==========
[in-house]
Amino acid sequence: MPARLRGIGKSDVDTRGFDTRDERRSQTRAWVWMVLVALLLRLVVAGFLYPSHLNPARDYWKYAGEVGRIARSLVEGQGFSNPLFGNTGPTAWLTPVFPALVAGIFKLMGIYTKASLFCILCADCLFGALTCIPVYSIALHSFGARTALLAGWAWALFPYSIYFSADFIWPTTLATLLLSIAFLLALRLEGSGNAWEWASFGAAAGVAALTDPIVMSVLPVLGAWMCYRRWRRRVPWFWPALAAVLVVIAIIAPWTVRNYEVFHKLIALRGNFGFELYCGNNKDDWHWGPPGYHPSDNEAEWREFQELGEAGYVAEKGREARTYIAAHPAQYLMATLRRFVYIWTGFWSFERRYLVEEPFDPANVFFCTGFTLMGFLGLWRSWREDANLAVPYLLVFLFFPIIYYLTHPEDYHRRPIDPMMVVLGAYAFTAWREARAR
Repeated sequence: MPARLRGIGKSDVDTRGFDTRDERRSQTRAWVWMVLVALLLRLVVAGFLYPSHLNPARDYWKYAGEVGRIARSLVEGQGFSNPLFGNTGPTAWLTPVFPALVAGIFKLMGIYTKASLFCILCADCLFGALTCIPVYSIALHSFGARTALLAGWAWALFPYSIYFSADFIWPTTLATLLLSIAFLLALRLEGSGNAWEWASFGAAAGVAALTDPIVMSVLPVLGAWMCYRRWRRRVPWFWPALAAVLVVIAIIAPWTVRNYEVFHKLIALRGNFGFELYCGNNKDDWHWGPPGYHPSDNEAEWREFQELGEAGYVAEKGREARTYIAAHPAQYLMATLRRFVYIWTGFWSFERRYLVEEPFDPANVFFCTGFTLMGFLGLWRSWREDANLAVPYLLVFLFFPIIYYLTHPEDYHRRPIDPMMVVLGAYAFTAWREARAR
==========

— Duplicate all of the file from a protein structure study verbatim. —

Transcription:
[in-house]
Amino acid sequence: MPARLRGIGKSDVDTRGFDTRDERRSQTRAWVWMVLVALLLRLVVAGFLYPSHLNPARDYWKYAGEVGRIARSLVEGQGFSNPLFGNTGPTAWLTPVFPALVAGIFKLMGIYTKASLFCILCADCLFGALTCIPVYSIALHSFGARTALLAGWAWALFPYSIYFSADFIWPTTLATLLLSIAFLLALRLEGSGNAWEWASFGAAAGVAALTDPIVMSVLPVLGAWMCYRRWRRRVPWFWPALAAVLVVIAIIAPWTVRNYEVFHKLIALRGNFGFELYCGNNKDDWHWGPPGYHPSDNEAEWREFQELGEAGYVAEKGREARTYIAAHPAQYLMATLRRFVYIWTGFWSFERRYLVEEPFDPANVFFCTGFTLMGFLGLWRSWREDANLAVPYLLVFLFFPIIYYLTHPEDYHRRPIDPMMVVLGAYAFTAWREARAR
Repeated sequence: MPARLRGIGKSDVDTRGFDTRDERRSQTRAWVWMVLVALLLRLVVAGFLYPSHLNPARDYWKYAGEVGRIARSLVEGQGFSNPLFGNTGPTAWLTPVFPALVAGIFKLMGIYTKASLFCILCADCLFGALTCIPVYSIALHSFGARTALLAGWAWALFPYSIYFSADFIWPTTLATLLLSIAFLLALRLEGSGNAWEWASFGAAAGVAALTDPIVMSVLPVLGAWMCYRRWRRRVPWFWPALAAVLVVIAIIAPWTVRNYEVFHKLIALRGNFGFELYCGNNKDDWHWGPPGYHPSDNEAEWREFQELGEAGYVAEKGREARTYIAAHPAQYLMATLRRFVYIWTGFWSFERRYLVEEPFDPANVFFCTGFTLMGFLGLWRSWREDANLAVPYLLVFLFFPIIYYLTHPEDYHRRPIDPMMVVLGAYAFTAWREARAR